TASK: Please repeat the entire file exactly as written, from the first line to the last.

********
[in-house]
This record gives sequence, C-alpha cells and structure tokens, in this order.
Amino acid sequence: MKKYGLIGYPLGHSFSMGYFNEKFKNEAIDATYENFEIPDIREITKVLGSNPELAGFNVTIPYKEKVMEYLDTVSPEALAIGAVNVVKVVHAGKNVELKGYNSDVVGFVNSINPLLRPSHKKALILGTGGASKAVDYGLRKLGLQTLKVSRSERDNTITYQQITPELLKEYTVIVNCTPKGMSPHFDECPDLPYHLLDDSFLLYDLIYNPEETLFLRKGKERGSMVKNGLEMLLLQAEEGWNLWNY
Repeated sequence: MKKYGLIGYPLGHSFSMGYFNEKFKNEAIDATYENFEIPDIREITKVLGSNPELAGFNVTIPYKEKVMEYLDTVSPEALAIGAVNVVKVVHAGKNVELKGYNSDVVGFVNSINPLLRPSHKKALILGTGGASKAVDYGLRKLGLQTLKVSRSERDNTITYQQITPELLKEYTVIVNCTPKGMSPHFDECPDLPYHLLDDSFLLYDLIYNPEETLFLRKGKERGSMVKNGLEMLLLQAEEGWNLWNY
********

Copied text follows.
[in-house]
This record gives sequence, C-alpha cells and structure tokens, in this order.
Amino acid sequence: MKKYGLIGYPLGHSFSMGYFNEKFKNEAIDATYENFEIPDIREITKVLGSNPELAGFNVTIPYKEKVMEYLDTVSPEALAIGAVNVVKVVHAGKNVELKGYNSDVVGFVNSINPLLRPSHKKALILGTGGASKAVDYGLRKLGLQTLKVSRSERDNTITYQQITPELLKEYTVIVNCTPKGMSPHFDECPDLPYHLLDDSFLLYDLIYNPEETLFLRKGKERGSMVKNGLEMLLLQAEEGWNLWNY
Repeated sequence: MKKYGLIGYPLGHSFSMGYFNEKFKNEAIDATYENFEIPDIREITKVLGSNPELAGFNVTIPYKEKVMEYLDTVSPEALAIGAVNVVKVVHAGKNVELKGYNSDVVGFVNSINPLLRPSHKKALILGTGGASKAVDYGLRKLGLQTLKVSRSERDNTITYQQITPELLKEYTVIVNCTPKGMSPHFDECPDLPYHLLDDSFLLYDLIYNPEETLFLRKGKERGSMVKNGLEMLLLQAEEGWNLWNY